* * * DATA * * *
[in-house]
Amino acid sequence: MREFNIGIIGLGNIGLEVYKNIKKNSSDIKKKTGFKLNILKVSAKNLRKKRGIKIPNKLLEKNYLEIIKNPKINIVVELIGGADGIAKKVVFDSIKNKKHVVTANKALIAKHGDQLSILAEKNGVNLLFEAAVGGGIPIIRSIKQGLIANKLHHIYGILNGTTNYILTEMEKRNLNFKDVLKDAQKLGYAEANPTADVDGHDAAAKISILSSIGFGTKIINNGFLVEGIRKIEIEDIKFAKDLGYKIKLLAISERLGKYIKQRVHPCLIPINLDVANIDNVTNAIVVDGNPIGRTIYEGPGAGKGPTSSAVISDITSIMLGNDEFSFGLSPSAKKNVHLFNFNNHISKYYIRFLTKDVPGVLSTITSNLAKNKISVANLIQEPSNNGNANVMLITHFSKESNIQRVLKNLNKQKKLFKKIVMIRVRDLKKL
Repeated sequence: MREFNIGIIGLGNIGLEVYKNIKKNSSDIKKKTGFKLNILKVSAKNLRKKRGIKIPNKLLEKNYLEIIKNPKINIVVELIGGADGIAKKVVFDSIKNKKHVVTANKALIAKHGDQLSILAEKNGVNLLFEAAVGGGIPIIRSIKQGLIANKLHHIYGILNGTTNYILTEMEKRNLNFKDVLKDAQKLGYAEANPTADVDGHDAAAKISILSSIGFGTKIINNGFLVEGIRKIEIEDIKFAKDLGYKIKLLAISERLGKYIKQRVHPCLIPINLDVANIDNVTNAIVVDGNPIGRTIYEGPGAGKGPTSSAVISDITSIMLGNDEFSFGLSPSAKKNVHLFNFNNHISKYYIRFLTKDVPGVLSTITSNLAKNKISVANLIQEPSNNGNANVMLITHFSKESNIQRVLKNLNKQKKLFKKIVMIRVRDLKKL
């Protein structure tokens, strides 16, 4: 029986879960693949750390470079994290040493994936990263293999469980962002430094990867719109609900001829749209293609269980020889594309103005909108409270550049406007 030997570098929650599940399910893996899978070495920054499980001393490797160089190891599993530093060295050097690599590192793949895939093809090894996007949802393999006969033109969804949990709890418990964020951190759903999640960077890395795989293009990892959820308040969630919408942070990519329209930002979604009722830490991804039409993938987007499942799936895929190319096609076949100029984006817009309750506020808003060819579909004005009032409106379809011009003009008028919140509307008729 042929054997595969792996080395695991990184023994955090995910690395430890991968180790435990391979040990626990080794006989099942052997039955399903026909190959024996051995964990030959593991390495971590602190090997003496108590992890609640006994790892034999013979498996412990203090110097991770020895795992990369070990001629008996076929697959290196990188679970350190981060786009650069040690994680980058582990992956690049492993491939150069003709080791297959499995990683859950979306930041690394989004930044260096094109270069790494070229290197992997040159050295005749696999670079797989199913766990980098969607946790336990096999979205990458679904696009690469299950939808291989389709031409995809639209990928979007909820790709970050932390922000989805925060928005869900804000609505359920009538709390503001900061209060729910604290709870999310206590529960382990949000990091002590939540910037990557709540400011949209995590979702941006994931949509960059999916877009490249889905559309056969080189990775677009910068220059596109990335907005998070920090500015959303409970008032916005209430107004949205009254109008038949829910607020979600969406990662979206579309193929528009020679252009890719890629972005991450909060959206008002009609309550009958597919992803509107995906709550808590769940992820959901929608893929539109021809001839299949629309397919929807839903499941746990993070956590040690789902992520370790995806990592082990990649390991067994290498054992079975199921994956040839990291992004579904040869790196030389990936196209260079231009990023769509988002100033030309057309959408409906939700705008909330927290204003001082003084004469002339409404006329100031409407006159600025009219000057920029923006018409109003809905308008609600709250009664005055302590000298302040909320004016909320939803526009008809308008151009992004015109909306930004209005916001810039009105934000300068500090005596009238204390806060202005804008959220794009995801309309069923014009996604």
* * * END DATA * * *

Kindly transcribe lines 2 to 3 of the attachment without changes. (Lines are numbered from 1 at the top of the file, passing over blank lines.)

Amino acid sequence: MREFNIGIIGLGNIGLEVYKNIKKNSSDIKKKTGFKLNILKVSAKNLRKKRGIKIPNKLLEKNYLEIIKNPKINIVVELIGGADGIAKKVVFDSIKNKKHVVTANKALIAKHGDQLSILAEKNGVNLLFEAAVGGGIPIIRSIKQGLIANKLHHIYGILNGTTNYILTEMEKRNLNFKDVLKDAQKLGYAEANPTADVDGHDAAAKISILSSIGFGTKIINNGFLVEGIRKIEIEDIKFAKDLGYKIKLLAISERLGKYIKQRVHPCLIPINLDVANIDNVTNAIVVDGNPIGRTIYEGPGAGKGPTSSAVISDITSIMLGNDEFSFGLSPSAKKNVHLFNFNNHISKYYIRFLTKDVPGVLSTITSNLAKNKISVANLIQEPSNNGNANVMLITHFSKESNIQRVLKNLNKQKKLFKKIVMIRVRDLKKL
Repeated sequence: MREFNIGIIGLGNIGLEVYKNIKKNSSDIKKKTGFKLNILKVSAKNLRKKRGIKIPNKLLEKNYLEIIKNPKINIVVELIGGADGIAKKVVFDSIKNKKHVVTANKALIAKHGDQLSILAEKNGVNLLFEAAVGGGIPIIRSIKQGLIANKLHHIYGILNGTTNYILTEMEKRNLNFKDVLKDAQKLGYAEANPTADVDGHDAAAKISILSSIGFGTKIINNGFLVEGIRKIEIEDIKFAKDLGYKIKLLAISERLGKYIKQRVHPCLIPINLDVANIDNVTNAIVVDGNPIGRTIYEGPGAGKGPTSSAVISDITSIMLGNDEFSFGLSPSAKKNVHLFNFNNHISKYYIRFLTKDVPGVLSTITSNLAKNKISVANLIQEPSNNGNANVMLITHFSKESNIQRVLKNLNKQKKLFKKIVMIRVRDLKKL